“What went we out into this wilderness to find?” asks the father of the doomed family at the start of The Witch. “Leaving our country, kindred, our fathers’ houses, we travailed a vast ocean. For what?” Much of the conversation around the historical setting of this maybe-not-very-scary, depends-who-you-ask horror film has been about witchcraft and aesthetics. Would English people in Massachusetts in 1630 have believed that goats harbored Satan, or that a witch might kill a baby in order to take flight? How accurate are the materials used to make the family’s dark, tiny house, and their drab homespun costumes? (Slate’s Forrest Wickman’s Q&A with director Robert Eggers answers many of these questions.)
But I submit that the most interesting way to watch The Witch as historical fiction is to put witchcraft aside, and instead to focus on the very questions William poses to the tribunal that will soon exile his family to the woods. The Witch is a great exploration of the dark, chaotic, troubled psychology of English colonists at the very beginning of the empire’s colonial experiment in North America. People who “travailed a vast ocean” to find a new life turned starving and paranoid, surrounded by their dead, uncertain of their identities or their missions. To put it bluntly: People living through those first settlement years often lost their goddamn minds.
In a well-received 2014 book, literature scholar Kathleen Donegan wrote about the earliest histories of Roanoke, Jamestown, Plymouth, and Barbados, arguing that the awful things that happened to colonists—starvation, sickness, violent death, breakdown of the social order—in the first few decades of habitation of these places fundamentally challenged their worldview and deeply traumatized them. I don’t know if Eggers read Seasons of Misery: Catastrophe and Colonial Settlement in Early America while making the movie; I don’t care. It’s a great companion to The Witch.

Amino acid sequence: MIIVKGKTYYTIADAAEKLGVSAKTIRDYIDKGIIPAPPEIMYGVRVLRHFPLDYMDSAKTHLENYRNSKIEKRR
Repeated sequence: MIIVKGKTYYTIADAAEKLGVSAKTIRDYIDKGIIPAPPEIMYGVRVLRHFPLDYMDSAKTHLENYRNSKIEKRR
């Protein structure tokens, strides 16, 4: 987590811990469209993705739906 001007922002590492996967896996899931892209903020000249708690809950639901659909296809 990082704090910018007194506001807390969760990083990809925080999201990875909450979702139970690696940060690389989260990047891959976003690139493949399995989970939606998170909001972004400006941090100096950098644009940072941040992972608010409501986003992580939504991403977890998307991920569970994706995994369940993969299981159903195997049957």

“When I began this study, I wanted to write about the first years of colonial settlement because I could not get the stories out of my mind,” Donegan writes. Indeed, some of the episodes she describes—people dying by the score at Jamestown, so hungry that they licked blood from the bodies of sick compatriots; panicked colonists mounting ill-conceived raids on nearby Native American tribes, committing awful atrocities; doomed trading outposts populated by rough men who eventually descend into lawlessness—are truly terrible.
Donegan’s fellow literary scholar Mary Louise Pratt writes about what happens in places where cultures meet, calling them “contact zones.” Adapting Pratt’s idea, Donegan calls the psychological state induced in early colonists facing these trials a “chaos zone.” “I use this term to refer to both social and mental spaces within the colonial context where the ability to understand what is happening is recurrently and threateningly disturbed,” she writes.
Whether such failures of recognition result in uncanniness, paranoia, misprision, panic, physical violence, or (most frequently) a dangerous combination of all of these, they must be understood as something other than a temporary sense of disorientation.
Native Americans often bore the brunt of the colonists’ mental dislocation. As an example, Donegan describes the actions of George Percy, the governor of Jamestown who presided over the colony’s worst months—the “Starving Time” of 1609-10. Eventually, as tensions with the neighboring Paspahegh escalated into open conflict, Percy, trying to send a message, “threw Indian children into the James River and shot their brains out as they were trying to swim ashore.”